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|Title: ||ESSAYS IN LABOR ECONOMICS|
|Authors: ||Zhang, Ye|
|Advisors: ||Smith, Jeffrey|
|Sponsors: ||Digital Repository at the University of Maryland|
University of Maryland (College Park, Md.)
|Issue Date: ||11-Jul-2007|
|Abstract: ||My dissertation is composed of two essays in Labor Economics. The first chapter examines how employers learn about workers' unobserved productivity when learning is asymmetric between incumbent and outside firms. I develop an asymmetric employer learning model in which endogenous job mobility is both a direct result
of intensified adverse selection and a signal used by outside employers to update their expectations about workers' productive ability. I derive, from the model, empirical implications regarding the relationship between wage rates, ability, schooling and overall measures of job separations that contrasts the public learning models and
the two-period mover-stayer models. Testing the model with data from the National Longitudinal Survey of Youth 1979 (NLSY-79), I find strong evidence supporting the three-period asymmetric employer learning model.
The second chapter concerns economics of fertility and investigates to what extent the observed correlation between adolescent fertility and poor maternal educational attainment is causal. Semi-parametric kernel matching estimator is applied to estimate the effects of teenage childbearing on schooling outcomes. The matching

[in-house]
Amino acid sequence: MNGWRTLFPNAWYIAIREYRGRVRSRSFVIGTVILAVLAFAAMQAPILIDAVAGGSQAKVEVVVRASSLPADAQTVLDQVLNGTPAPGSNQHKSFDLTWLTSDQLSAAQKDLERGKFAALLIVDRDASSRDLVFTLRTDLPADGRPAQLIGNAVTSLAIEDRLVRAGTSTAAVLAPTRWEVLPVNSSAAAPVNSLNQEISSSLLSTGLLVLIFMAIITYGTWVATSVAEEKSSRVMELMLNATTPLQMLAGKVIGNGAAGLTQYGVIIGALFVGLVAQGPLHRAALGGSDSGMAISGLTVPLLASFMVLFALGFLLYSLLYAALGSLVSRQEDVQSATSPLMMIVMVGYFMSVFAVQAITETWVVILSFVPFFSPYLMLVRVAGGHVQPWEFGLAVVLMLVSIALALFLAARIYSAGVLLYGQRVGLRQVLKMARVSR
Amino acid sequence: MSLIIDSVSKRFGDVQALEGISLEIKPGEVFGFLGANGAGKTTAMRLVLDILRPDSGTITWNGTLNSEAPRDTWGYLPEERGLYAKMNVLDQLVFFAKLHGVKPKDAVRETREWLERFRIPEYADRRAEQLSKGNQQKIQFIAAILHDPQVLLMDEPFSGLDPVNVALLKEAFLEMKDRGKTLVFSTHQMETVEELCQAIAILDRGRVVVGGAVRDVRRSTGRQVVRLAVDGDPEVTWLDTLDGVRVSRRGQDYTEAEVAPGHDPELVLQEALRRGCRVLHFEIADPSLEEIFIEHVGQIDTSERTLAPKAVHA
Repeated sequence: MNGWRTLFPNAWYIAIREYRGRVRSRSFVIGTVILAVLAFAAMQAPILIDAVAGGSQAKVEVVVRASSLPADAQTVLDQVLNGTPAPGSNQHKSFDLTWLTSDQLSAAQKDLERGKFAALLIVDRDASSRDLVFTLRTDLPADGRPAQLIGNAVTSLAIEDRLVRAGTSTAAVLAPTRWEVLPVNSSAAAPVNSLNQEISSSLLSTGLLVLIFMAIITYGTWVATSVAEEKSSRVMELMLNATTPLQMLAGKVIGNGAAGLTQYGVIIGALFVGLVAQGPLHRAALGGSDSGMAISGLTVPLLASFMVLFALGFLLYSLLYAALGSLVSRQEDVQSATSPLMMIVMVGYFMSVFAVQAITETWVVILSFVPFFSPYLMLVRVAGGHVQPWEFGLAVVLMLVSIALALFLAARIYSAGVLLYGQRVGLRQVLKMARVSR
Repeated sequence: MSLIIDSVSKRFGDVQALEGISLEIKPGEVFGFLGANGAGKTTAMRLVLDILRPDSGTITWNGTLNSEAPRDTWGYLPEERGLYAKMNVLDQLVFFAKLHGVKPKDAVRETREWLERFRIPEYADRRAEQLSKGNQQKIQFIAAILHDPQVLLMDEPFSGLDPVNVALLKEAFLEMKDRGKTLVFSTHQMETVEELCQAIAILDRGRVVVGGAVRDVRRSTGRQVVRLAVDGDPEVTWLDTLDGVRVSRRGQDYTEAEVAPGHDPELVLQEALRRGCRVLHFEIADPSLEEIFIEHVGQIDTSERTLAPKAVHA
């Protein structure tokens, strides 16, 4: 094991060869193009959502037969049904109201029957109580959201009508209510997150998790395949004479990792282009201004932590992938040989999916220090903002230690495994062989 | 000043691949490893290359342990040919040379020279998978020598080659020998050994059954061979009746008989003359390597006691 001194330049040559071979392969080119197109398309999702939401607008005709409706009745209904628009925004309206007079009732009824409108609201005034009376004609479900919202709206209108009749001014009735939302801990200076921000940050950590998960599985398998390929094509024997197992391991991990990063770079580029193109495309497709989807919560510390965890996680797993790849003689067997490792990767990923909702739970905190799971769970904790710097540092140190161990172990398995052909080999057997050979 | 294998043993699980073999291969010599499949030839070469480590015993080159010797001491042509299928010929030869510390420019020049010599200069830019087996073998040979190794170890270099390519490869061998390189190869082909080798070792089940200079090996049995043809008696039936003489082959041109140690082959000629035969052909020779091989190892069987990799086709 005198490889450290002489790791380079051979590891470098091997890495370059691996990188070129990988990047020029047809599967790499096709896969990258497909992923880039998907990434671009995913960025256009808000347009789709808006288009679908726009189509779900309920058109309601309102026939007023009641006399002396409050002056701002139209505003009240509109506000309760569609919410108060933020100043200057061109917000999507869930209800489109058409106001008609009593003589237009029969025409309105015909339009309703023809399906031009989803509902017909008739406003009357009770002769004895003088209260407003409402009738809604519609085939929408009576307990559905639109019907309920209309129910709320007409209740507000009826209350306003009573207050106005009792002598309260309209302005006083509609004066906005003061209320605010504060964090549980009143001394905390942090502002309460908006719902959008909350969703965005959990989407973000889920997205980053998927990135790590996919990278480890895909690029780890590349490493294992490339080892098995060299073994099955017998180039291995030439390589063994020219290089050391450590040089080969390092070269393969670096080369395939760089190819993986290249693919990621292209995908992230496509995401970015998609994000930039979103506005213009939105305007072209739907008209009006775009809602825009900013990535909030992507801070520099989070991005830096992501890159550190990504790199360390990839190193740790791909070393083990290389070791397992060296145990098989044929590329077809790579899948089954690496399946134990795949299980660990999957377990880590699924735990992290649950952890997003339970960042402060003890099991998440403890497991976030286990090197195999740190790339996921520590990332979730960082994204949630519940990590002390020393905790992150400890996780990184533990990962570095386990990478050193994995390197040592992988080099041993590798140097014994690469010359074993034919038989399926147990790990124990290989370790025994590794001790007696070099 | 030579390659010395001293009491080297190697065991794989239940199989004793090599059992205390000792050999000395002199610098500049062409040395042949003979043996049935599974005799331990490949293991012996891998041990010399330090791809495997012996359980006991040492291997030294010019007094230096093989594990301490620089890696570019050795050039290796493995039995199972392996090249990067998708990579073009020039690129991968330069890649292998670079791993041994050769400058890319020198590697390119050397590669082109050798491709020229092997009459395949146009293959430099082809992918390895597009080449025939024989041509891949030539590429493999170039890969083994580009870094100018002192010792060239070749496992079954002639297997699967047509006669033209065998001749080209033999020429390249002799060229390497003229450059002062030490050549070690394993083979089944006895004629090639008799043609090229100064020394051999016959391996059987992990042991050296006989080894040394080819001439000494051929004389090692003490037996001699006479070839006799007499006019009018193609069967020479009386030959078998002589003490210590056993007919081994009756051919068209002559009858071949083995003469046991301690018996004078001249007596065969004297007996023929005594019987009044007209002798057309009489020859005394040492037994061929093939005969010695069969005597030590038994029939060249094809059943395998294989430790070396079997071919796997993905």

method estimates the conditional moments without imposing any functional form restrictions and attends directly to the common support condition. Using data from the NLSY-79, kernel matching estimates suggest that half of the cross-sectional educational gaps remains after controlling for individual and family covariates. The
difference between matching estimates and regression-based estimates implies that
part of the conditional difference in parametric models is due to the functional assumption.
The robustness check following Altonji, Elder, and Taber (2005) reveals that a substantial amount of correlation is required within a parametric framework to make the negative effect of teen motherhood on educational attainment go away.
Further evidence obtained by simulation-based nonparametric sensitivity analysis suggests that the matching estimates are quite robust with regard to a wide range of specifications of the simulated unobservables.|
|Appears in Collections:||Economics Theses and Dissertations|
UMD Theses and Dissertations
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